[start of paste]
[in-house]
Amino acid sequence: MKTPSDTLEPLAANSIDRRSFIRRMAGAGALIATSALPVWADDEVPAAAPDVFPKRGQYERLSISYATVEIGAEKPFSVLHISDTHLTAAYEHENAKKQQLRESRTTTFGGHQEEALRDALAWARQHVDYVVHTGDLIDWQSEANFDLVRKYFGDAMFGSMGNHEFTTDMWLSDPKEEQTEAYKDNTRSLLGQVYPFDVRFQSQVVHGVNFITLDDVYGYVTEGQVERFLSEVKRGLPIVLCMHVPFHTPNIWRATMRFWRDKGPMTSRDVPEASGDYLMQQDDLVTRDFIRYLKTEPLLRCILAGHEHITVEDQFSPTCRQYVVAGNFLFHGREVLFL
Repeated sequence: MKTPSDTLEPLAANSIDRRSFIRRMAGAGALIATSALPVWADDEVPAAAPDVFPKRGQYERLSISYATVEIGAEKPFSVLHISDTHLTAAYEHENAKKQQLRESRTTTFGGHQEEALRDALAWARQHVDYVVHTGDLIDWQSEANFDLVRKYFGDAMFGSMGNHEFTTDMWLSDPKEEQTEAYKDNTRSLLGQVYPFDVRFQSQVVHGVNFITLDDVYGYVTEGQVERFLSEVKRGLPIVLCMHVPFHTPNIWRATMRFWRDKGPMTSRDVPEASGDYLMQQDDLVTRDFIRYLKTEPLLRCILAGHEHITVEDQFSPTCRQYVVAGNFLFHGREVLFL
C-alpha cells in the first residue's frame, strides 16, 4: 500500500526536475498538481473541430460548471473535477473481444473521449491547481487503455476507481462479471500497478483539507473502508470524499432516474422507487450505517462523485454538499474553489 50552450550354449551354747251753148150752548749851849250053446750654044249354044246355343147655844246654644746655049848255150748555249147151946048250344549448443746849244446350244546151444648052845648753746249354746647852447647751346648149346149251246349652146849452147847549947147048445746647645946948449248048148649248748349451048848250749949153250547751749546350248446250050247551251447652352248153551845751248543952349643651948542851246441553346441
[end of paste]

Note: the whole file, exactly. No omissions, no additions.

[in-house]
Amino acid sequence: MKTPSDTLEPLAANSIDRRSFIRRMAGAGALIATSALPVWADDEVPAAAPDVFPKRGQYERLSISYATVEIGAEKPFSVLHISDTHLTAAYEHENAKKQQLRESRTTTFGGHQEEALRDALAWARQHVDYVVHTGDLIDWQSEANFDLVRKYFGDAMFGSMGNHEFTTDMWLSDPKEEQTEAYKDNTRSLLGQVYPFDVRFQSQVVHGVNFITLDDVYGYVTEGQVERFLSEVKRGLPIVLCMHVPFHTPNIWRATMRFWRDKGPMTSRDVPEASGDYLMQQDDLVTRDFIRYLKTEPLLRCILAGHEHITVEDQFSPTCRQYVVAGNFLFHGREVLFL
Repeated sequence: MKTPSDTLEPLAANSIDRRSFIRRMAGAGALIATSALPVWADDEVPAAAPDVFPKRGQYERLSISYATVEIGAEKPFSVLHISDTHLTAAYEHENAKKQQLRESRTTTFGGHQEEALRDALAWARQHVDYVVHTGDLIDWQSEANFDLVRKYFGDAMFGSMGNHEFTTDMWLSDPKEEQTEAYKDNTRSLLGQVYPFDVRFQSQVVHGVNFITLDDVYGYVTEGQVERFLSEVKRGLPIVLCMHVPFHTPNIWRATMRFWRDKGPMTSRDVPEASGDYLMQQDDLVTRDFIRYLKTEPLLRCILAGHEHITVEDQFSPTCRQYVVAGNFLFHGREVLFL
C-alpha cells in the first residue's frame, strides 16, 4: 500500500526536475498538481473541430460548471473535477473481444473521449491547481487503455476507481462479471500497478483539507473502508470524499432516474422507487450505517462523485454538499474553489 50552450550354449551354747251753148150752548749851849250053446750654044249354044246355343147655844246654644746655049848255150748555249147151946048250344549448443746849244446350244546151444648052845648753746249354746647852447647751346648149346149251246349652146849452147847549947147048445746647645946948449248048148649248748349451048848250749949153250547751749546350248446250050247551251447652352248153551845751248543952349643651948542851246441553346441